Data from the phase 2 DART trial, presented at the American Association for Cancer Research Annual Meeting, revealed patients with rare, high-grade neuroendocrine tumors derived clinical benefit from a combination of the immune checkpoint inhibitors ipilimumab and nivolumab.
The open label DART trial, managed by Southwest Oncology Group, utilizes a “basket” design that allows for testing of a single drug or drug combination in various tumor types. DART is currently testing the immunotherapy combination of ipilimumab (Yervoy, Bristol-Myers Squibb) and nivolumab (Opdivo, Bristol-Myers Squibb) in patients with 37 types of rare cancers, which account for nearly a quarter of all cancers diagnosed worldwide.
Sandip Patel, MD, associate professor of medicine at UC San Diego School of Medicine and medical oncologist with Moores Cancer Center at US San Diego Health, and his colleagues evaluated the combination in 33 patients with neuroendocrine tumors, including 19 patients (58%) with high-grade disease, who had a median two lines of prior therapy. Most of the tumors were in the gastrointestinal tract (n= 15) or the lungs (n = 6). Patients received 1 mg/kg ipilimumab every 6 weeks and 240 mg IV nivolumab every 2 weeks.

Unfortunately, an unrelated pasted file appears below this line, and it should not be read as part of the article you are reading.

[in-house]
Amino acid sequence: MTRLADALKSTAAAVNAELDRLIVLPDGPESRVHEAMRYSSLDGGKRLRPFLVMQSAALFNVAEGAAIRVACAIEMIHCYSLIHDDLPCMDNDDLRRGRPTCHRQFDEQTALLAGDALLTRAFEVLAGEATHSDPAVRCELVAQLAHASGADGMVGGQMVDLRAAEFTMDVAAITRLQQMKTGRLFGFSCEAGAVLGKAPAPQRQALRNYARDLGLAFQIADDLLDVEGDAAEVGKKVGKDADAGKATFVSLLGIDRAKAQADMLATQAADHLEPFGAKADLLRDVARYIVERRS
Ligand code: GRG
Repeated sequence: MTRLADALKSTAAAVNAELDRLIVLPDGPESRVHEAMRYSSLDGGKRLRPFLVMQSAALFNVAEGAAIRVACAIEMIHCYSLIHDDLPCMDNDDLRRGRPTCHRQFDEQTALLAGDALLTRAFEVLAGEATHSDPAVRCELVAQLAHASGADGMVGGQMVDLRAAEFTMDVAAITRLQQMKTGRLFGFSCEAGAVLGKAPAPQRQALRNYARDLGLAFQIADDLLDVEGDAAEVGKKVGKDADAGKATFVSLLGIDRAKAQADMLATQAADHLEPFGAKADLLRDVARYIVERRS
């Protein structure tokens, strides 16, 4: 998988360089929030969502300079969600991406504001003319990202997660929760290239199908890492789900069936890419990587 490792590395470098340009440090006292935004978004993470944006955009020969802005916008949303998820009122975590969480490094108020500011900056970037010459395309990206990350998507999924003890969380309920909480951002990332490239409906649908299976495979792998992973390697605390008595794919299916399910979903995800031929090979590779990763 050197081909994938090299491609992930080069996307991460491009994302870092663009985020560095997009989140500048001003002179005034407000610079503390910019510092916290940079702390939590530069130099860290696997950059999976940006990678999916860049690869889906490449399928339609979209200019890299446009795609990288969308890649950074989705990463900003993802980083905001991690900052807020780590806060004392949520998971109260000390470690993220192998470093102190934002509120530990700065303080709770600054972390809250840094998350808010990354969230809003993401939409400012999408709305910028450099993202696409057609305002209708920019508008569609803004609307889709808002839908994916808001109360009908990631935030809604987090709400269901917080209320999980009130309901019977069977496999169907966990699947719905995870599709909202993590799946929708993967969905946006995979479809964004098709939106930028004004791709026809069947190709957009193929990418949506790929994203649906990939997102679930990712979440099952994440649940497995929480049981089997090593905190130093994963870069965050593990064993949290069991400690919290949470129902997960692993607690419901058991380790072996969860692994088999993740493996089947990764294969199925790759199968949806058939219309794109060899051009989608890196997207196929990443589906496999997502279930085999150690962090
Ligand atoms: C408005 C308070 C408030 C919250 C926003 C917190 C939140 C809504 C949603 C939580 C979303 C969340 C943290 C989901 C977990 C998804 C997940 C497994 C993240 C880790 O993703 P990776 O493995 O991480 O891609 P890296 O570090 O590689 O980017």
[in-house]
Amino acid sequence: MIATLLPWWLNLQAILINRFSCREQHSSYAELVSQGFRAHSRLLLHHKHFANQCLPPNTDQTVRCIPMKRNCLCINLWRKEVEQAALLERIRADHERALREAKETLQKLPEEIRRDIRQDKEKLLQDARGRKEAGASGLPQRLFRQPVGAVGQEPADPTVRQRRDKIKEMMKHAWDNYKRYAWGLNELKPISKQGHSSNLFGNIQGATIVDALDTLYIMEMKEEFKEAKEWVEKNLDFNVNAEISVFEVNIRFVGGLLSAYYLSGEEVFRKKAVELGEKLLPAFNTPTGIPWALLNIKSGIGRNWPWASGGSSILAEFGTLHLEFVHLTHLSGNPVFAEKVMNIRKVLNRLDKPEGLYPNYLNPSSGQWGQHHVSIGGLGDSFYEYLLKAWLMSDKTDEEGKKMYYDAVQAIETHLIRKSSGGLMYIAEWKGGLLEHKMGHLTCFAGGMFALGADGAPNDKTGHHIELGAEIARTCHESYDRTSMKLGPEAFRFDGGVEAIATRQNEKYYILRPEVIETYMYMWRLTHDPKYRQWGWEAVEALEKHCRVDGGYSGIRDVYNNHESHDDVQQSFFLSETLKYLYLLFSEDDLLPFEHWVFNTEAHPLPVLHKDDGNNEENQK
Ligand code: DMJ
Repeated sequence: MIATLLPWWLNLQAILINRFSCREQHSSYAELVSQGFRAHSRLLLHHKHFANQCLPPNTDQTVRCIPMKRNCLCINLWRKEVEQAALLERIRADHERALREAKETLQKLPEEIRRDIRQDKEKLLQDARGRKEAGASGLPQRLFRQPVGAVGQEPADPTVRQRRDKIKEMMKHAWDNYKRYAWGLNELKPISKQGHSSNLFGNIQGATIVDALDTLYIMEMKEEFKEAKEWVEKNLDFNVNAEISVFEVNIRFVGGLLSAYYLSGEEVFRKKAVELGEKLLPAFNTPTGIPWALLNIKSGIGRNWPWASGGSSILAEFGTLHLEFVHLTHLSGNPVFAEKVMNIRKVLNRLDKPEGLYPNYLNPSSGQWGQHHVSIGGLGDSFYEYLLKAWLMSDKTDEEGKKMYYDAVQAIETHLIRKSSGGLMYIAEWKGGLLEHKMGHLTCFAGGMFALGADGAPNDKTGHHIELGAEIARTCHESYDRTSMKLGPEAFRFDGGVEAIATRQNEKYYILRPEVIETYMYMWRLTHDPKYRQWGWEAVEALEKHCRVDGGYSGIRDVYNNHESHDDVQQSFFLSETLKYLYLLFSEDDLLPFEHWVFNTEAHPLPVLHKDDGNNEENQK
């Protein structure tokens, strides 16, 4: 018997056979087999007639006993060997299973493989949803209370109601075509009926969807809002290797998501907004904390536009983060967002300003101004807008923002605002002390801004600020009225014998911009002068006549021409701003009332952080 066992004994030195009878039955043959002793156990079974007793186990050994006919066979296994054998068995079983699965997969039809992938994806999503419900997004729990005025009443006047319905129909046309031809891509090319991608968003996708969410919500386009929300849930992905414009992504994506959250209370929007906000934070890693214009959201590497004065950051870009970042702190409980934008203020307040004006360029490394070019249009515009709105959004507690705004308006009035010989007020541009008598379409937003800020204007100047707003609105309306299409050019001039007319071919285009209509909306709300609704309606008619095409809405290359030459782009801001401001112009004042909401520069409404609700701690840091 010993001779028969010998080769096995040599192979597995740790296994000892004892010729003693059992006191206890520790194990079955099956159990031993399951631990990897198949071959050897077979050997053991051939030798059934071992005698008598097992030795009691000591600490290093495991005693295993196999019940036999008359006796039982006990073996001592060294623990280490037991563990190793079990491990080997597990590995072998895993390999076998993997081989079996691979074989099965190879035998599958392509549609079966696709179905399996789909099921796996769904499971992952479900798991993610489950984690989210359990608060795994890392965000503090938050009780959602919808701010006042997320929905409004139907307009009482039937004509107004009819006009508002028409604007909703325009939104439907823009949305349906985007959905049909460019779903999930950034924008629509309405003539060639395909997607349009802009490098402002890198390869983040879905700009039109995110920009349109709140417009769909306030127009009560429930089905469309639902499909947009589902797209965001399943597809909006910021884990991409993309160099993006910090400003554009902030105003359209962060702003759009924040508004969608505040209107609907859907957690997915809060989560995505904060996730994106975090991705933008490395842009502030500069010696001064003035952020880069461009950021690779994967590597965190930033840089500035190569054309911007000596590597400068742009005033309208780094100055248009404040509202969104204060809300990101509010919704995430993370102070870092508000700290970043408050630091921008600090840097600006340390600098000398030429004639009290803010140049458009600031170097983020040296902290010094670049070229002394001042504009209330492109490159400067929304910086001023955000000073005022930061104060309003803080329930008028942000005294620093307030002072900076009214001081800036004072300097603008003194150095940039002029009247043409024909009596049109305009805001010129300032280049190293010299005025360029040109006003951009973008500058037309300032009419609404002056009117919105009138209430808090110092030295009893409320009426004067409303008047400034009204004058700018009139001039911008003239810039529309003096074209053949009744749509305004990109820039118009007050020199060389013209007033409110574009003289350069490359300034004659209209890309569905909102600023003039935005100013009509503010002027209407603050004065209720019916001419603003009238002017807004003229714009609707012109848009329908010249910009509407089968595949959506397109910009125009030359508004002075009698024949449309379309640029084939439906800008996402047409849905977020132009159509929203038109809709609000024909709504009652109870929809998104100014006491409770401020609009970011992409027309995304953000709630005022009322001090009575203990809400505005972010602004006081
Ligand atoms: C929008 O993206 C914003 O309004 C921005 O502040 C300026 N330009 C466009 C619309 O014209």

The primary endpoint of the study is overall response rate (ORR), with progression free survival (PFS), overall survival (OS), stable disease for more than 6 months and toxicity as secondary endpoints.
Results showed an ORR of 24%, including one complete response and seven partial responses, all of which were among patients with high-grade neuroendocrine tumors. One-third of all patients (n = 11) had stable disease, including two patients with stable disease for more than 6 months. Both of those patients had low/intermediate-grade disease. The 6-month PFS was 30% and median OS was 11 months. The most common toxicities were fatigue (30%) and nausea (27%). The most frequent immune-related adverse event was grade 3 to grade 4 alanine aminotransferase elevation (9%). No grade 5 toxicities occurred.
The DART trial commenced in 2017 and has enrolled over 550 patients. Enrollment is currently open at more than 800 cancer and community centers across the U.S.
About neuroendocrine tumors
A neuroendocrine tumor (NET) is a rare type of tumor that arises from specialized body cells called neuroendocrine cells. These cells have traits of both nerve cells and hormone-producing cells, and release hormones into the blood in response to signals from the nervous system. Because a neuroendocrine tumor arises from cells that produce hormones, the tumor can also produce hormones. Neuroendocrine tumors can develop anywhere in the body, but most occur in the digestive tract, pancreas, rectum, lungs, or appendix.
Ipilimumab is a cytotoxic T-lymphocyte–associated antigen 4 [CTLA-4] checkpoint inhibitor. It has been approved by the FDA for melanoma. Ipilimumab is manufactured by Bristol-Myers Squibb and is marketed as Yervoy.
Nivolumab is a programmed death 1 [PD-1] checkpoint inhibitor. It has been approved by the FDA alone and in combination for a variety of cancers. Nivolumab is manufactured by Bristol-Myers Squibb and marketed as Opdivo.